Tuesday, March 25, 2008

Sam the amateur apologist

Whether or not Mormonism has serious problems, Larry Judkins’ column Saturday about the religion certainly does.

I take issue with two aspects of my colleague’s piece: his facts and his perspective.

The perspective first: Mr. Judkins says he writes his column for atheists and those on the fence.

Regular readers may remember a previous column about walking out of a Democratic party meeting after Orland city council member Byron Denton offered a prayer. In that piece, Mr. Judkins substitutes high moral dudgeon for actually talking to believers.

For example: why does Mr. Denton feel his prayer was appropriate? Or, would a prayer have been appropriate that asked simply for fellowship and help in achieving justice - goals I’m sure Mr. Judkins shares? These questions are both fruitful and interesting. But Mr. Judkins fails to ask them.

Instead, in that piece as well as his Mormonism column, he ignores the other side entirely: neither fair nor intellectually honest.

So for context, here’s a bit of Mormonism 101.

Mr. Judkins argues that the few non-grammatical changes in Mormon scriptures - the Book of Mormon and Doctrine and Covenants - since Joseph Smith’s time are evidence that Mormonism is “blatantly false.”

Not so. As Mr. Judkins noted, Joseph Smith called the Book of Mormon the “most correct” of all books in helping a man “get nearer to God.” The Book of Mormon title page reads: “if there are faults they are the mistakes of men; wherefore, condemn not the things of God.”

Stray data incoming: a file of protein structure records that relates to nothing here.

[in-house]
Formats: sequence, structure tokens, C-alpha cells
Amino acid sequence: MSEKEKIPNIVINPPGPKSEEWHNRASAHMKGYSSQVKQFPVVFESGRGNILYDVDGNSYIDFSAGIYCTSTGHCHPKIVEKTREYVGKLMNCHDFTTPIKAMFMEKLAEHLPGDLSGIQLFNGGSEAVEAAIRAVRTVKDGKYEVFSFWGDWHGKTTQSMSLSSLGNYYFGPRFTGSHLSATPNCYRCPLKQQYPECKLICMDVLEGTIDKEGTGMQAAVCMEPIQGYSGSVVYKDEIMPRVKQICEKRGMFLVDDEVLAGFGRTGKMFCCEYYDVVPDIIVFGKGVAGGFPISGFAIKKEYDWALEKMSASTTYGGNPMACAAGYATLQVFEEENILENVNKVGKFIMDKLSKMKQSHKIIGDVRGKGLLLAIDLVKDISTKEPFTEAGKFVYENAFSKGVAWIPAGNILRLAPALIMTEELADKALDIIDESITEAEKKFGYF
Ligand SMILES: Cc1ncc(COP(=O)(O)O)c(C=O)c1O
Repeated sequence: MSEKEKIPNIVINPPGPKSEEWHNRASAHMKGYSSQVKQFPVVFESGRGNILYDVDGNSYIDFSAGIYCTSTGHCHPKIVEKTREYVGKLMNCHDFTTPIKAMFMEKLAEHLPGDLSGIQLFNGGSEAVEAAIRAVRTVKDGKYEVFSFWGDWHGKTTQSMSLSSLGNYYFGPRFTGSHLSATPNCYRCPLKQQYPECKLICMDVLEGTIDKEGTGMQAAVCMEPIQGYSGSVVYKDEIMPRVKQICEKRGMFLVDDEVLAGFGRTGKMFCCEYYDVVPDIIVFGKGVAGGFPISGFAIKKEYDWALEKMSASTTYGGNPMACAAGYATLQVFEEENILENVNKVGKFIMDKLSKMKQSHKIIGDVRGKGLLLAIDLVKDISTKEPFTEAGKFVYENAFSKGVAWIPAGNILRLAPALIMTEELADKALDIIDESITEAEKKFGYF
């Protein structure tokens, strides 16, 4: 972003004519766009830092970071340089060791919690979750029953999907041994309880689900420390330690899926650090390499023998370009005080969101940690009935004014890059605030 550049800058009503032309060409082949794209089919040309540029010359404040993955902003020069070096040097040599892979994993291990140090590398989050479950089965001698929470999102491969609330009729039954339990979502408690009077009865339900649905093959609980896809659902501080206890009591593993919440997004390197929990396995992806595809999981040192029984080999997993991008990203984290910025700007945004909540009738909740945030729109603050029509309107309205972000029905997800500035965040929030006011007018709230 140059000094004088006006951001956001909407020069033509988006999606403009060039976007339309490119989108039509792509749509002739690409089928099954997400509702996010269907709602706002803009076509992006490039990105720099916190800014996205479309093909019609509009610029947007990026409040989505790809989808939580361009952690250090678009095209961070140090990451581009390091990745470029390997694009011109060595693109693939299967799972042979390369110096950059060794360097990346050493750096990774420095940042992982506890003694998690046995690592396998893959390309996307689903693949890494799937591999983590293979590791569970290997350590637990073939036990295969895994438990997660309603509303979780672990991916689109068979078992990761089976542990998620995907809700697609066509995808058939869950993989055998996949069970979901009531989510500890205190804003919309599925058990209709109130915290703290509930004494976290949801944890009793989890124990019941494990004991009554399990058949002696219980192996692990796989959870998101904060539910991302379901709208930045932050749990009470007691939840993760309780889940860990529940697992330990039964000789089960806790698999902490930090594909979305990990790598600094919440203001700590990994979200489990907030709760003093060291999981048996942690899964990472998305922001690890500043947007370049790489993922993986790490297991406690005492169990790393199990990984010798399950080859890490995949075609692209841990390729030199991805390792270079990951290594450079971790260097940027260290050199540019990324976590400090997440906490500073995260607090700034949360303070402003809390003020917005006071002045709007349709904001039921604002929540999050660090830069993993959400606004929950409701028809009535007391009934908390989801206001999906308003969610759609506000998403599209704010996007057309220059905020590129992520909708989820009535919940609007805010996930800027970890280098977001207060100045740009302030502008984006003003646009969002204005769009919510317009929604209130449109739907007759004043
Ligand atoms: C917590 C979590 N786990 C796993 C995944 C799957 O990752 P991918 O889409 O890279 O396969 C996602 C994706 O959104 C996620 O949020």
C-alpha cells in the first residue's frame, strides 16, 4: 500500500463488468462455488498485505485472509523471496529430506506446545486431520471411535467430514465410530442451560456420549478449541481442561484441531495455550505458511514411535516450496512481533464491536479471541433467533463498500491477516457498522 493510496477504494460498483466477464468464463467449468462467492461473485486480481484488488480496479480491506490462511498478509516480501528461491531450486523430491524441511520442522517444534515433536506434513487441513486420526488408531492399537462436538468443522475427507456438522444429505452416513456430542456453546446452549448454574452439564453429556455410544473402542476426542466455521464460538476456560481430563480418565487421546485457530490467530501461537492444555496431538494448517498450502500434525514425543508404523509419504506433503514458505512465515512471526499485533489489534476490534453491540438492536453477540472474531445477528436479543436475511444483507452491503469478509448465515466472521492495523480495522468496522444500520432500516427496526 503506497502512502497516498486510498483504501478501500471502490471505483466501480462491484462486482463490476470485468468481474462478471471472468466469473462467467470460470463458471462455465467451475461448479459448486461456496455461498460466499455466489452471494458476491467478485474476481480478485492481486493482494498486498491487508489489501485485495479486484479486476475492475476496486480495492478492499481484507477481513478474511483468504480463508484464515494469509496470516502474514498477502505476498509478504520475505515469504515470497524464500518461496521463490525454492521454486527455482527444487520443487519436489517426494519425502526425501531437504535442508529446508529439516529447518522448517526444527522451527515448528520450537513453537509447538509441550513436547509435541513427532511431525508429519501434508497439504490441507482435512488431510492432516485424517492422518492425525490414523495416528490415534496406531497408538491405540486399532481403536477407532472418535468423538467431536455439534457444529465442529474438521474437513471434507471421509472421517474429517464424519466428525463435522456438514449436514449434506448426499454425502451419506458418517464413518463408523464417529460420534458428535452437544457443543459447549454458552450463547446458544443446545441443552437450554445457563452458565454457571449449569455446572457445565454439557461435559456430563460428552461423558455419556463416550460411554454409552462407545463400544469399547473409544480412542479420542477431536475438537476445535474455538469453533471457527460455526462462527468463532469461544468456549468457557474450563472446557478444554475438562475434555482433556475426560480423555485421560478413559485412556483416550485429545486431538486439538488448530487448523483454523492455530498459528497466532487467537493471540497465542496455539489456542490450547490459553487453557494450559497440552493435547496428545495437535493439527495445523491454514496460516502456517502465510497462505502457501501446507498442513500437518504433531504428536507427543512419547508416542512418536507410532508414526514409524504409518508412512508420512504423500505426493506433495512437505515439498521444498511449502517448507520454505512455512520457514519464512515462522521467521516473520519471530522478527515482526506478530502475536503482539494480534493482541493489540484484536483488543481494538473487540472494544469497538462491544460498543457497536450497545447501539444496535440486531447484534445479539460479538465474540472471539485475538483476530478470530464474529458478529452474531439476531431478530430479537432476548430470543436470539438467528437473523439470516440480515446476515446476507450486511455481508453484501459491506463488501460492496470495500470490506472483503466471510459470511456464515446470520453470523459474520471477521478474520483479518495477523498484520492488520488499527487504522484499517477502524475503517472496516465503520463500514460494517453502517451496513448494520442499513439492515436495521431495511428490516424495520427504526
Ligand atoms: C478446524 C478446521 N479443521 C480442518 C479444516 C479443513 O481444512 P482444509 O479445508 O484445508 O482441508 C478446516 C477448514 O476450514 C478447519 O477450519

This isn’t textual infallibility, as Mr. Judkins seems to claim, any more than saying my history paper was the “most correct” in my class implies that it was flawless.

Now, imagine that my history paper was 500 pages long, and I completed it in around three months by dictation, without notes or a library. Imagine moreover, that I said that I had not composed this work, which I call the Book of Mormon, but rather with divine help translated it from an ancient record. How could someone decide whether I was possibly telling the truth, or had invented the entire story from whole cloth?

One of Mr. Judkins’ claims is that the history paper was doctored when convenient, evidence it was invented. But this is baseless.

Mormons believe God, Jesus Christ, and the Holy Ghost, though united in purpose, are three distinct entities. In developing this doctrine, Mr. Judkins says, text was purposefully changed from “mother of God” in 1830 to “mother of the Son of God” in 1835. The text was changed, but claims of ulterior motives don’t hold water, because the phrase “Son of God” already appears in the original 1830 version – a mere six verses later, when the writer “beheld the Son of God going forth among the children of men.” (1 Nephi 11:24)

Moreover, Mr. Judkins fails to note the Mormon doctrine of continual revelation, that “that (God) will yet reveal many great and important things (pertaining to his kingdom?).” In this light, and with the view that prophets like Joseph Smith aren’t perfect fax machines from God, some mistakes are expected, and to be corrected as further understanding is received.